Segregate waste at household level, penalise offenders: SC
New Delhi : Suggesting segregation of solid waste at the household level, the Supreme Court on Monday said there should be a penal provision for dealing with those refusing to do so.
Noting that 3,600 tonnes of solid waste is generated every day in south Delhi alone, a bench of Justice Madan B. Lokur and Justice Deepak Gupta said: "Make it the responsibility of the householder to segregate the waste at the household level. Responsibility has to be fixed."
Allaying the apprehension that its suggestion to penalise may cause panic, Justice Deepak Gupta said: "I am not saying that people living in JJ colonies be penalised for not segregating waste but surely others."
If someone pulls down his house, he must pay for removing the debris, the bench said with Justice Gupta observing: "Everyone knows when they have to take benefits; when it comes to duty they feign ignorance."
The court said that 50 per cent of the 3,600 tonnes of filth generated in south Delhi is added daily to the already piled-up garbage and the power plant which could use this waste for generating electricity will get operational only in December 2019.
Pointing to the frightening scenario, Justice Lokur said: "We are in an emergency situation and unfortunately your response is not showing emergency."
"You are talking about 2030. Half of the people won't be alive (by then). A report by Sir Ganga Ram Hospital (in Delhi) says that 50 per cent of the population in Delhi will be susceptible to lung cancer even without smoking. NITI Aayog says that 50 per cent of the population will leave Delhi as there won't be any water. Who will be alive?" Justice Lokur asked while pointing to the grim scenario.
Justice Lokur told the official of South Delhi Municipal Corporation that there was a mismatch in what they were telling the court orally and what they have said in their affidavit.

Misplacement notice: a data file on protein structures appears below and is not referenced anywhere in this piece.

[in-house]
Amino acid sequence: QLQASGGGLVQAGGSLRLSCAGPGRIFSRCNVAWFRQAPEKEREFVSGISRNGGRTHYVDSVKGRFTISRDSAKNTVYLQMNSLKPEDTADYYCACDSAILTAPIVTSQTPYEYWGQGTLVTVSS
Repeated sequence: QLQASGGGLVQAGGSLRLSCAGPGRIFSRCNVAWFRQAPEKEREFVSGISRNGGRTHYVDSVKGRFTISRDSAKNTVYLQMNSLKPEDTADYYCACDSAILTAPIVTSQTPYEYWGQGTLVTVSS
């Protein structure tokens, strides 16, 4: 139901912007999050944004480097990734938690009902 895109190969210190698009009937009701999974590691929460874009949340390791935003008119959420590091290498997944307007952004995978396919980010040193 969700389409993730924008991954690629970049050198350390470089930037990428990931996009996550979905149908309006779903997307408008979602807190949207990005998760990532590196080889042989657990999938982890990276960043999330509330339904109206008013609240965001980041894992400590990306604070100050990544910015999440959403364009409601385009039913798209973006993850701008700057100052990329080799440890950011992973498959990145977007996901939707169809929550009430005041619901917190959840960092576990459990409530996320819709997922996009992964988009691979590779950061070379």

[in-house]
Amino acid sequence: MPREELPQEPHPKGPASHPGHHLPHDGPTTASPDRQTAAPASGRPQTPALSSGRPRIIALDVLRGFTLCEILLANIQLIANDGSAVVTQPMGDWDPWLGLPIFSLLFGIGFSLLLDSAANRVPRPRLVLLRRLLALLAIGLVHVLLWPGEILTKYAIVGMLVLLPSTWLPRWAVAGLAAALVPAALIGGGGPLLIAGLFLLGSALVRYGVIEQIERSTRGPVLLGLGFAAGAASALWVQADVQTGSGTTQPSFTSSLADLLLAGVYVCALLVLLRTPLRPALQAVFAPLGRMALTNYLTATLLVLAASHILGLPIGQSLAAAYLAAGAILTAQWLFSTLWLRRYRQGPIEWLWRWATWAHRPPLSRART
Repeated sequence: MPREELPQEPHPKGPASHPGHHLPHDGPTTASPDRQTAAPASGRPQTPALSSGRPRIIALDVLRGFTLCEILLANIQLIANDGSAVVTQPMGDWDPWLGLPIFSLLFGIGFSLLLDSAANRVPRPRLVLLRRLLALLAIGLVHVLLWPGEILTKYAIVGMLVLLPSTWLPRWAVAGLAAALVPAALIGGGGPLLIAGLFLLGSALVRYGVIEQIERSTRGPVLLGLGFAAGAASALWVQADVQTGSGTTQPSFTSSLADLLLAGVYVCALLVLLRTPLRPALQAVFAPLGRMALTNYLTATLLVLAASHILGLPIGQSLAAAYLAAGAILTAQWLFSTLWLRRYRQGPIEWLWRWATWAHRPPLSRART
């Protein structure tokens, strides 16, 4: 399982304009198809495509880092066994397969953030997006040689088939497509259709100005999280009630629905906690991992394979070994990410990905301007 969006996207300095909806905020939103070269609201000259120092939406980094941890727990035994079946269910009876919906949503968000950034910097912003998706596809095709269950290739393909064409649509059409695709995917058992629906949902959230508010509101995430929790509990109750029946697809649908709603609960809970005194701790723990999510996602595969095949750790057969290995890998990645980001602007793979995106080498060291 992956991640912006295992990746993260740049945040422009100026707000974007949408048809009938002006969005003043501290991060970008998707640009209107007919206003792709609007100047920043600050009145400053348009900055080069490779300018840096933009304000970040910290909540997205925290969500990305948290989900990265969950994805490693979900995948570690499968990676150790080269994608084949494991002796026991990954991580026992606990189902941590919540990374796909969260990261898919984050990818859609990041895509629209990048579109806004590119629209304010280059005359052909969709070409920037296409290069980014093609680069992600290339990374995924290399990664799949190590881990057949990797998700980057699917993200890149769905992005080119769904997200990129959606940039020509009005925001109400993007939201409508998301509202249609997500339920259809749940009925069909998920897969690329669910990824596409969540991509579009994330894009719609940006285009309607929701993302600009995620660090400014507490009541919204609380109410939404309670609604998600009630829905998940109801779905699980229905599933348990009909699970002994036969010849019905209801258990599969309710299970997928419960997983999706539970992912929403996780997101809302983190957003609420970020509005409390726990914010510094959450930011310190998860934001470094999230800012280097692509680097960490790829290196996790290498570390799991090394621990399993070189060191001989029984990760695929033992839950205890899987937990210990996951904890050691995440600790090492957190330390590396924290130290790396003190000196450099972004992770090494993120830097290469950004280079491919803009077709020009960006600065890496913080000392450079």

Taking a dig at the claims and the figures cited by the municipal bodies, senior counsel Colin Gonsalves pointed to the corruption in the handling of the garbage. He told the court: "Waste is the biggest business possible. Money is the key."
Describing the official data as "misleading," Gonsalves told the apex court that trucks carrying waste from Delhi, instead of going to the power plant, empty the garbage into the landfill.
As ASG Anand told the court that a site has been identified at Sonia Vihar for dumping the waste, Justice Lokur said: "There is no point in shifting the garbage from one place to another."
Saying that probably Sonia Vihar is a place where underprivileged people are living, Justice Lokur said: "Don't treat people like that" and remarked that "dump it before the Raj Nivas".
He said that dumping garbage near the human habitat is a criminal offence under Section 133 of the Code of Criminal Procedure.
Questioning the management of garbage by the municipal bodies, Gonsalves said that 60 per cent of the solid waste can be used for power plant, 20 to 25 per cent recycled, and the remaining for making compost.
The court sought details and results of a pilot project for garbage handling in Green Park, Defence Colony and Maharani Bagh.
Posting next hearing for August 17, the court said all the details be filed by August 14 and copies of the same supplied to other counsel appearing in the case.